The importance of LegalTech solutions was further reinforced during the recent pandemic. From e-signature solutions to automation of contracts, compliance management and legal practice management solutions to artificial intelligence solutions are now surfacing that have the potential of further revolutionizing the legal industry.

LegalTech is the future and the way start-ups in this field have burgeoned in the past five years stands testimony to this fact. In effect over the past two decades, legal technology has transformed from providing simple solutions to complex solutions with unbridled potential. 

 

We have been observing a number of intersections between the legal industry and other disciplines (eg: Law + Design, Law + Tech, etc). Why do you think this has happened and how does it tie in with Continuing Professional Development (CPD) in the legal space? Do you think CPD should be mandatory for Indian lawyers?

The importance of multi-disciplinary approach has gained momentum across all verticals. Law is a dynamic field with significant intersections in every industry and our everyday lives. It is only natural that multiple user centric hybrid disciplines of law are evolving, be it law + design or law + tech, law + management , law + forensics.

Law + Design and Law + Tech in particular give impetus on the user being the focal point, which is a welcome change and would help serve justice better.

The legal field being one of constant change and refinement, deserves a knowledge system that matches its dynamism and spirit of perpetual reform. Add to it the landscape of globalization, fast and increased changes in the law, the need for business, project management, management skills etc. make a compelling need for CPD. Legal professionals need to recognize that a formal legal degree is the preliminary step in their legal education. Given the evolving nature of law and legal practice, it is their professional obligation to keep abreast, and continue to learn as they progress in their careers in order to be effective and successful. CPD which is a proactive and conscious form of learning becomes pertinent since that’s the only way one can stay abreast, of the new fields, studies, subjects, theories that are emerging regularly.

Manupatra has been collaborating with Justice Adda, a Legal Design empowered access to justice platform. Can you help us understand design thinking and how can it be useful to legal profession and legal professionals?

Design Thinking in its purest sense, isn’t about drawing a picture or building a logo. It is about trying to build a process in a way that is repeatable and useful for the end user. It extends thinking beyond the normative patterns & existing processes, and shifts towards a more user-centric solution.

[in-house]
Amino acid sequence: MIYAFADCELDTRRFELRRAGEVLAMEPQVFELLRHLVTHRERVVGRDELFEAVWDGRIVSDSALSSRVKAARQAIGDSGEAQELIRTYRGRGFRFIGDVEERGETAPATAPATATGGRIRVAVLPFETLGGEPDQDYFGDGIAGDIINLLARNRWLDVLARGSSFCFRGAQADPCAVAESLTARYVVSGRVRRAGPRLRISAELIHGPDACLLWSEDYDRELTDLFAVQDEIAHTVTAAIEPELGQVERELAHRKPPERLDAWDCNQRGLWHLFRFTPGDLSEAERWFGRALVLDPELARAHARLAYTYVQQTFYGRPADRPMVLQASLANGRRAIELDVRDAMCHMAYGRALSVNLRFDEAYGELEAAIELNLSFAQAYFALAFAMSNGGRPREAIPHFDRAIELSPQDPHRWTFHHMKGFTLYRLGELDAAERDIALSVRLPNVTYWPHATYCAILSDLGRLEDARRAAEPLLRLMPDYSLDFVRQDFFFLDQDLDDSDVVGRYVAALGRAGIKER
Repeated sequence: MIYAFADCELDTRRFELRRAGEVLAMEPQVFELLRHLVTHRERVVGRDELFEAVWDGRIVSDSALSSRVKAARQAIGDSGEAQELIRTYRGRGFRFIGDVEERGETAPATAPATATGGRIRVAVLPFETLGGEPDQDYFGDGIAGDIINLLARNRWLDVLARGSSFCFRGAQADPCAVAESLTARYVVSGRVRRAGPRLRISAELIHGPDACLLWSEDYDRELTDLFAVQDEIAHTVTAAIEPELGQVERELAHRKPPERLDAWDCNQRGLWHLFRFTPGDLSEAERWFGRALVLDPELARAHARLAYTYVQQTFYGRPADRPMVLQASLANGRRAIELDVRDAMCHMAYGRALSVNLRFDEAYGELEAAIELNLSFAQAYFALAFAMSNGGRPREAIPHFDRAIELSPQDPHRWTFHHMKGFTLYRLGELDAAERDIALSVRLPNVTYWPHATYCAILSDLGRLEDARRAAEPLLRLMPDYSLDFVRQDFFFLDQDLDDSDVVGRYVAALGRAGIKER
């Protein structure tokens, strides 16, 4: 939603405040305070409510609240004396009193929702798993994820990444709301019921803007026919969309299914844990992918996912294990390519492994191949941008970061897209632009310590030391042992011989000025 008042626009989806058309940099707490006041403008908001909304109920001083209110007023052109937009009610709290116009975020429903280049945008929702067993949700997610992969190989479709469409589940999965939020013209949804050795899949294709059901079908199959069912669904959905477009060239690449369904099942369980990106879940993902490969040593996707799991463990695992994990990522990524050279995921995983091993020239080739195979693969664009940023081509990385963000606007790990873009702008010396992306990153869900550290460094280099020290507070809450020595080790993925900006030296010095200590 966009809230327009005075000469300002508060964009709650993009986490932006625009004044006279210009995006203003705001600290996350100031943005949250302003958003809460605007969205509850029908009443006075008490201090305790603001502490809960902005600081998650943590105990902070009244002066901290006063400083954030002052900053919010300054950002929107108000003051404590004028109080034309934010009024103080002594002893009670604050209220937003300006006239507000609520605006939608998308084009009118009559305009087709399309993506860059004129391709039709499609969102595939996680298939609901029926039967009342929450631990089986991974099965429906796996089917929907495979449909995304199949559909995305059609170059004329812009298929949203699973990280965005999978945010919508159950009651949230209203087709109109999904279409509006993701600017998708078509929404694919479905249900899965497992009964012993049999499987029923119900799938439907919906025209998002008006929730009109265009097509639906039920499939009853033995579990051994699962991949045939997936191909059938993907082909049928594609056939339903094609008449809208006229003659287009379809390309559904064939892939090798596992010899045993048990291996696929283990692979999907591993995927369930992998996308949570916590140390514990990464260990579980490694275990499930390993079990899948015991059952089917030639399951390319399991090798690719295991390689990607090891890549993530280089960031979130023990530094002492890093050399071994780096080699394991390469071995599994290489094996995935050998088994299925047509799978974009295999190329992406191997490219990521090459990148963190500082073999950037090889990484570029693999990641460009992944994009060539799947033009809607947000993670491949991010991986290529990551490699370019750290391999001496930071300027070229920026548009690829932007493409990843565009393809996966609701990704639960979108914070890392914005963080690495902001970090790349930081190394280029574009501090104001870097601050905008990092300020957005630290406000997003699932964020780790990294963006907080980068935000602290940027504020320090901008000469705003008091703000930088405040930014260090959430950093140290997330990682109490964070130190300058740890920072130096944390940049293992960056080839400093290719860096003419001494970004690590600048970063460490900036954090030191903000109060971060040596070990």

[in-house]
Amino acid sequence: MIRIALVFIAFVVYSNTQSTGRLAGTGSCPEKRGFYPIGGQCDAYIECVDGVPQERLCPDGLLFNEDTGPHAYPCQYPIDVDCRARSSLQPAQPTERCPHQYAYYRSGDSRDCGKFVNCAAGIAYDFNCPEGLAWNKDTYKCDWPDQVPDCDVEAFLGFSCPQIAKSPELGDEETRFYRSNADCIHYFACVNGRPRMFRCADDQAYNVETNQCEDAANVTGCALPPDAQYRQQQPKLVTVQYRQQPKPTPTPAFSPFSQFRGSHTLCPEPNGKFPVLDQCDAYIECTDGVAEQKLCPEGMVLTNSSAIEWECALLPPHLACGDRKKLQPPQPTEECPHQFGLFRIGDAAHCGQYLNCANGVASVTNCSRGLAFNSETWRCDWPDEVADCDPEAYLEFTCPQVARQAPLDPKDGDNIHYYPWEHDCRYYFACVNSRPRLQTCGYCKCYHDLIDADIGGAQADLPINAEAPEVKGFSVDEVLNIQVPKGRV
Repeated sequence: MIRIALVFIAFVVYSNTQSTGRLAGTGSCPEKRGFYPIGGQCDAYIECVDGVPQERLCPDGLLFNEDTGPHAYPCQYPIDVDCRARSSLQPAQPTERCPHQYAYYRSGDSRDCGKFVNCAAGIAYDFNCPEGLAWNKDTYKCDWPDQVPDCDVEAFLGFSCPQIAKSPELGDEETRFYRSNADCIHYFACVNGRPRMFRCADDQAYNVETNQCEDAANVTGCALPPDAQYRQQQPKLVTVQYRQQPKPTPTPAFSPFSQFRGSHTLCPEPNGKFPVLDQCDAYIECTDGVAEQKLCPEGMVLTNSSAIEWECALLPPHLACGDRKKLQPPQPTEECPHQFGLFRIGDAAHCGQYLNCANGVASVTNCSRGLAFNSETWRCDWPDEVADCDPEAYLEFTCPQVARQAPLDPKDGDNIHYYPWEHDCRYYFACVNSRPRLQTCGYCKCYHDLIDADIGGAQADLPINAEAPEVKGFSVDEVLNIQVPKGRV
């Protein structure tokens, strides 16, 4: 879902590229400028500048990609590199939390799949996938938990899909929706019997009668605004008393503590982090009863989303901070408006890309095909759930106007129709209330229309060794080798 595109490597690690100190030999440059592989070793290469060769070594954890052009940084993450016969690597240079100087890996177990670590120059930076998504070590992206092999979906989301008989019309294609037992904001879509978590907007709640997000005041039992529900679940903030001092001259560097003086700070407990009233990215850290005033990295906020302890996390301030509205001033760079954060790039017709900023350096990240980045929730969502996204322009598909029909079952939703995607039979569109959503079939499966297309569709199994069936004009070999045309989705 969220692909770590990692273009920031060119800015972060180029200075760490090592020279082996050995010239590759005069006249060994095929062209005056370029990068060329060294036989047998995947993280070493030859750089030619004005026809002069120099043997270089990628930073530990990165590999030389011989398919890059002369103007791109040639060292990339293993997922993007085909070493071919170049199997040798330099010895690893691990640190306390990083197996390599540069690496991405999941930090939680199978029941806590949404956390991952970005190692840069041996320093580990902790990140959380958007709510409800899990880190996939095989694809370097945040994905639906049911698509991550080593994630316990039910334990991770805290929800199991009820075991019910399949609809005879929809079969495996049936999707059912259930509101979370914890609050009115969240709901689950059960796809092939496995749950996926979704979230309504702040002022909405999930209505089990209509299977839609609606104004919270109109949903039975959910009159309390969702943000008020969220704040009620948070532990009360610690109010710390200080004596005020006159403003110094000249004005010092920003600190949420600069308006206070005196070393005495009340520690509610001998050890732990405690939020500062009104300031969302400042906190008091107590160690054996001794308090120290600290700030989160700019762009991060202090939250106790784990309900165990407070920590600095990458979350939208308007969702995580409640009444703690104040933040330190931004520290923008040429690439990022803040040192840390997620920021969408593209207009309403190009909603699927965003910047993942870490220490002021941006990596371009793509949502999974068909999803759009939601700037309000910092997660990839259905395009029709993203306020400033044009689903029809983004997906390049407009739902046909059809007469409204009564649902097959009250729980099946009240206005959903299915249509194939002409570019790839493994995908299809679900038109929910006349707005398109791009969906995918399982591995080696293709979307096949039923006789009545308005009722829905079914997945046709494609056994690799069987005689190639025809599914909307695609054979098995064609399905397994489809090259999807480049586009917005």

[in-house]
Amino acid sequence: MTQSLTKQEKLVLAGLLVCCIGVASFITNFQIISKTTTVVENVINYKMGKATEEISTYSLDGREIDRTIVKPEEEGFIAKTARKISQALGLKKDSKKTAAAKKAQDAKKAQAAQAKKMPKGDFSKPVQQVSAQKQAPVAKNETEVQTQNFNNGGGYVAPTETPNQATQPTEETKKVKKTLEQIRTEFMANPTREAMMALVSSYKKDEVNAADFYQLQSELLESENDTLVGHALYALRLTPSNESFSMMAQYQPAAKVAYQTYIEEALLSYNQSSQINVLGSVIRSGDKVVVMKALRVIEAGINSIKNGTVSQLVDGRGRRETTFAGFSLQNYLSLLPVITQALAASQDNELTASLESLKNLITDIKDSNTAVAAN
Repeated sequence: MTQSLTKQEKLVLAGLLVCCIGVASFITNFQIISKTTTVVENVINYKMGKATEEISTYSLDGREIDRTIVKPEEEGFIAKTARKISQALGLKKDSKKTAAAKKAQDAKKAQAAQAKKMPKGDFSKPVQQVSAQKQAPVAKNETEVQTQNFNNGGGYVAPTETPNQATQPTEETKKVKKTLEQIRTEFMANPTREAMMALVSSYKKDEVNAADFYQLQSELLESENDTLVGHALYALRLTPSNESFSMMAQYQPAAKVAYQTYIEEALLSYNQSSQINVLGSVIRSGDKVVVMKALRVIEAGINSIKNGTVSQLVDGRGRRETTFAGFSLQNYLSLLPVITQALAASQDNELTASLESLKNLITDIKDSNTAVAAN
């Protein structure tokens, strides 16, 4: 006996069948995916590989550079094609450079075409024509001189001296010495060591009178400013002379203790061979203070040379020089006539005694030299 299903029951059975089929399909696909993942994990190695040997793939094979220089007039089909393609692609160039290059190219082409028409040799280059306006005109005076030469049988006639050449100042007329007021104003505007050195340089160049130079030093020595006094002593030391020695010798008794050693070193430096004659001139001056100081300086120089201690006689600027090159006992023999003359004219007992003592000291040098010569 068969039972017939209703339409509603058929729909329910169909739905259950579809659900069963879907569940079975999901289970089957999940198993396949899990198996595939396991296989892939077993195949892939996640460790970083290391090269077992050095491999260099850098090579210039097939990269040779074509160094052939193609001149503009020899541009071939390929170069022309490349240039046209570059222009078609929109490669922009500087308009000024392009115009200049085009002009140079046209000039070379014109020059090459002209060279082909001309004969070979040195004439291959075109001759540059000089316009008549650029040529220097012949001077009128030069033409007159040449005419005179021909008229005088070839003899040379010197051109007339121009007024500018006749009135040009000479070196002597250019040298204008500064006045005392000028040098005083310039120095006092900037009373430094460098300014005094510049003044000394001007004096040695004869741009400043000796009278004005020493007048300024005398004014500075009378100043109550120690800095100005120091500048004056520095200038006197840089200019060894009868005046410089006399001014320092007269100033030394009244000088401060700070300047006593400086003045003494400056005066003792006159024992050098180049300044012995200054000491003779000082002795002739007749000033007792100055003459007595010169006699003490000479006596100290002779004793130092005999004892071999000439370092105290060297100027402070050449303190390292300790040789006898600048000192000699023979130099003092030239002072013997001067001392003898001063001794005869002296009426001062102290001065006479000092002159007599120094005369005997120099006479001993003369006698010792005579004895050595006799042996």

Thus at its core, design thinking can be said to be a solution-oriented process. Lawyers too, are problem-solvers and are called upon by clients to find solutions for complex legal issues. Today’s lawyers need to innovate and find solutions, that often cannot be found within the bounds of case law and legal theory. The application of design thinking isn’t to revolutionize the incumbent legal practices but to bring about small improvements using design thinking and technology that would make the process simpler and more effective.

Design thinking increasingly features in various aspects of legal practice, such as legal drafting. The recent practice of application of design thinking principles to create a privacy policy that is accessible, concise and transparent, to satisfy the GDPR requirements is as much a question of legal drafting as it requires the application of design thinking principles. (To read more about visual contracts, head over to Visual Contracts: The What, Why and How | Prolawgue)

Our collaborations with Justice Adda are all in the space of promoting understanding of legal design amongst law students and legal professionals. 

 

Manupatra is already a favourite among the legal fraternity. Tell us something about your upcoming venture, myKase.

This statement is always music to our ears!

Launch of myKase is in line with our endeavour of continuing to build on our knowledge and expertise of over 20 years, in delivering legal solutions by leveraging technology.
myKase is a Practice Management Solution for law practices and corporate legal teams. It is a web based cloud solution, that gives end to end visibility and control over management of:

  1. Litigation Life Cycle